IoT and the ethical, interactive British high street
How can the IoT help small retailers to compete more effectively with bigger competitors?
Much of IoT use for retail applications centres on location and tracking. Higher value items such as clothes or electrical goods can be individually tagged so the shop assistant knows immediately where the product is located, cutting customer waiting times and reducing losses from theft. Customers’ actions can also be tracked by technologies such as: RFID, Wi-Fi, GPS, beacons and cameras. Over time, this will give the retailer invaluable data about customers’ shopping habits, as well as identifying how shoppers move through the store so the layout can be improved. Furthermore, a mobile app allows the retailer to tailor special offers to loyal shoppers based on their purchase history and can also direct shoppers to items of interest.
For Brighton-based supermarket group hiSbe profits, unusually, are not everything. The company runs on a social enterprise model that aims to put happiness, fairness, responsibility and sustainable trading before financial gain. As part of this mission, hiSbe needed to be able to back up its good intentions with hard data. This is easier said than done, but with the help of technology from Provenance it was able to demonstrate its ethical supply chain and provide detailed information about its products, such as what portion of the cost of a pint of milk goes to the dairy farmer.
This is just one way in which the Internet of Things (IoT) can transform small retailers’ operations, while also levelling the playing field against much larger competitors. IoT in retail applications encompasses a range of technologies and use cases, but fundamentally it’s all about connections: using technology to connect people, products and places.
Another major theme is the interaction between the customer and technology, saving staff time and giving customers more options and control over their shopping. This is particularly relevant in fashion retailing, where smart screens on the shop floor or interactive mirrors in fitting rooms can display information about particular items, indicate if the required size is in stock or suggest other items to complete an outfit. Interactive mirrors enable the customer to change the lighting to reflect where the outfit will be worn, and to see themselves in a different colour option or request a different size or style, all at the touch of a finger.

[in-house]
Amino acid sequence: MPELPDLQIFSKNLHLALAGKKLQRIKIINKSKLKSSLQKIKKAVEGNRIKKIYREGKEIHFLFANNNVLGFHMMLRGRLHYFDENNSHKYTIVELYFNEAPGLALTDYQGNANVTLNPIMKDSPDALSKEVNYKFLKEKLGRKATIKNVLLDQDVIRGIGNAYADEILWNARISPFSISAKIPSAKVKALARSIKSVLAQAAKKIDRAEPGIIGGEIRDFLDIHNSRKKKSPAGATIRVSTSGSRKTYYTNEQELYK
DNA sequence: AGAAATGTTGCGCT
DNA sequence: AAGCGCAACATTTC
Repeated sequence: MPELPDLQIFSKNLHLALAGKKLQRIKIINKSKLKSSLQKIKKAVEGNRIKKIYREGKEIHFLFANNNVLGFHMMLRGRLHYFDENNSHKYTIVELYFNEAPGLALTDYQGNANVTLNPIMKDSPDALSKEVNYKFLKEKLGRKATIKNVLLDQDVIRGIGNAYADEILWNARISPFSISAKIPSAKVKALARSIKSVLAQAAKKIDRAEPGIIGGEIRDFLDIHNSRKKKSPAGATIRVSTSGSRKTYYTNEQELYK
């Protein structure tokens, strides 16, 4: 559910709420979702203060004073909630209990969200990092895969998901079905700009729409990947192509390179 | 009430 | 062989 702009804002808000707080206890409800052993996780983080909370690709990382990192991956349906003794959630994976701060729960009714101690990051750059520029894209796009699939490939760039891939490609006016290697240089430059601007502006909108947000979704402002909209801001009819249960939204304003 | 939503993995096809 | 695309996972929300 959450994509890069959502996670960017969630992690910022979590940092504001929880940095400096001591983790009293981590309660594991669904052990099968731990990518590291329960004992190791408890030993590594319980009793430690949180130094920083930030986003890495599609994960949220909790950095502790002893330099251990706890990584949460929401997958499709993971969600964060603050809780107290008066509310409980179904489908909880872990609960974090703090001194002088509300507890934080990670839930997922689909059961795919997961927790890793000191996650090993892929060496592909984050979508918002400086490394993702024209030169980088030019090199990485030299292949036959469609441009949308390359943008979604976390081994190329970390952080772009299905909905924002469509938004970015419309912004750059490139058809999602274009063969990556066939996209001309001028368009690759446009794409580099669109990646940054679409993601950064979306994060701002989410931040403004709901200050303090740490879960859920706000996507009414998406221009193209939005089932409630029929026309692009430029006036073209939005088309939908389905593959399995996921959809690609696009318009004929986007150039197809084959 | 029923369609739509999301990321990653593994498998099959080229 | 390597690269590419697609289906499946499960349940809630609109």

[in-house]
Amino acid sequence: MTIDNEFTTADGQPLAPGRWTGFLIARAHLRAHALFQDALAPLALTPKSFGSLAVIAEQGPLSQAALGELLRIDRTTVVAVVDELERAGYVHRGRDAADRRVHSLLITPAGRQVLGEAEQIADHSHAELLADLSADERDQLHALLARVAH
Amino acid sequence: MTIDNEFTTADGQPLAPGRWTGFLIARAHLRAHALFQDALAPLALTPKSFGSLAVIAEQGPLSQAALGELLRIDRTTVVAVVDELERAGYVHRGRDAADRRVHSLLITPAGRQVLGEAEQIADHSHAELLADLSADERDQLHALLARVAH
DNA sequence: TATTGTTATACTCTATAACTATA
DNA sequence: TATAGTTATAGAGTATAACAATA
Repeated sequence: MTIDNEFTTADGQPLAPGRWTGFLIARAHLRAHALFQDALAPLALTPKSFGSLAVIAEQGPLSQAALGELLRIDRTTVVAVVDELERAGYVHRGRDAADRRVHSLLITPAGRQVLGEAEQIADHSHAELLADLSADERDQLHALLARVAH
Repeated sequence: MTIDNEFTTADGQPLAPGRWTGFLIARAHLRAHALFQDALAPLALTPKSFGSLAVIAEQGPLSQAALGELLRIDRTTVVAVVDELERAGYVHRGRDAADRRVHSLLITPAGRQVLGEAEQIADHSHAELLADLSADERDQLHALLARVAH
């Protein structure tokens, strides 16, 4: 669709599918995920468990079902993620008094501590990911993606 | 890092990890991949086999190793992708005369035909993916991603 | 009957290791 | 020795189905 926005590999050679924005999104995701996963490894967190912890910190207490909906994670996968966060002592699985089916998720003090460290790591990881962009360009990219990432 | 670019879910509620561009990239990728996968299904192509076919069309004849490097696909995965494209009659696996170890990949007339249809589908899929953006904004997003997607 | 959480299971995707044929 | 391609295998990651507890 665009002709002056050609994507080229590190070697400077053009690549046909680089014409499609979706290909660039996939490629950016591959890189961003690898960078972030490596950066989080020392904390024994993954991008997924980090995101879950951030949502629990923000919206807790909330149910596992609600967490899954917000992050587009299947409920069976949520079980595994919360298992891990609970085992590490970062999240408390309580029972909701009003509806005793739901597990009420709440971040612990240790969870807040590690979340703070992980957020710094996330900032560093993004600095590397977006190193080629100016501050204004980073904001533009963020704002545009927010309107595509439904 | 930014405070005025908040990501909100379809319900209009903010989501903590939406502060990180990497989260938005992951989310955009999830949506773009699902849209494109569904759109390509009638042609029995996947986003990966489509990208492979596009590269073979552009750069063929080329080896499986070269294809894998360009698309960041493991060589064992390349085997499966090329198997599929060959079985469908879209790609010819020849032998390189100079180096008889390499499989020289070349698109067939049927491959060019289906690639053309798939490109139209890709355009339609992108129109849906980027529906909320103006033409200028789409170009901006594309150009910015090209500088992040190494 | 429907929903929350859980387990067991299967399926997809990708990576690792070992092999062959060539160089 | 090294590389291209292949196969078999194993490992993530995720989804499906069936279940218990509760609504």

A retail IoT deployment can be small in scale and need not cost the earth. Cameras or sensors are relatively inexpensive, and more sophisticated equipment like interactive mirrors will come down in price as their popularity grows. There may also be opportunities to work with IoT retail developers which might welcome a trial partner able to provide valuable feedback. And there is no need for specialist staff on site: a standard solution or app plus software-as-a-service to analyse the data and feed it back in an easily digestible format will be enough.
While the central goal of an IoT retail deployment might be to drive more sales, retailers shouldn’t lose sight of the bigger picture. Giving customers an innovative new shopping experience might not immediately lead to higher sales, but the value of the data that they can accumulate should not be underestimated. Over time a more personal and exciting shopping experience can build customer loyalty and trigger higher spending.
The challenge is to pick the right product for your particular retail outlet and make sure it is fit for purpose, while also considering customers’ needs and expectations. Taking time to get it right is infinitely preferable to being the first to deploy an untested solution that may put customers off if it does not deliver a great user experience. Indeed, as the hiSbe case would surely attest, keeping customers happy is what it’s all about.
Retail IoT is still very much in the early stages and there are huge opportunities for UK SME tech developers to tap into a market with considerable potential that can help revitalise our high streets. Retail IoT is a particular area of focus for Brighton Digital Catapult, which has already held Retail Innovation Pit Stops and plans more to bring together independent retailers, larger chains, technology developers and academia who can collaborate to drive relevant use cases and successful deployments.
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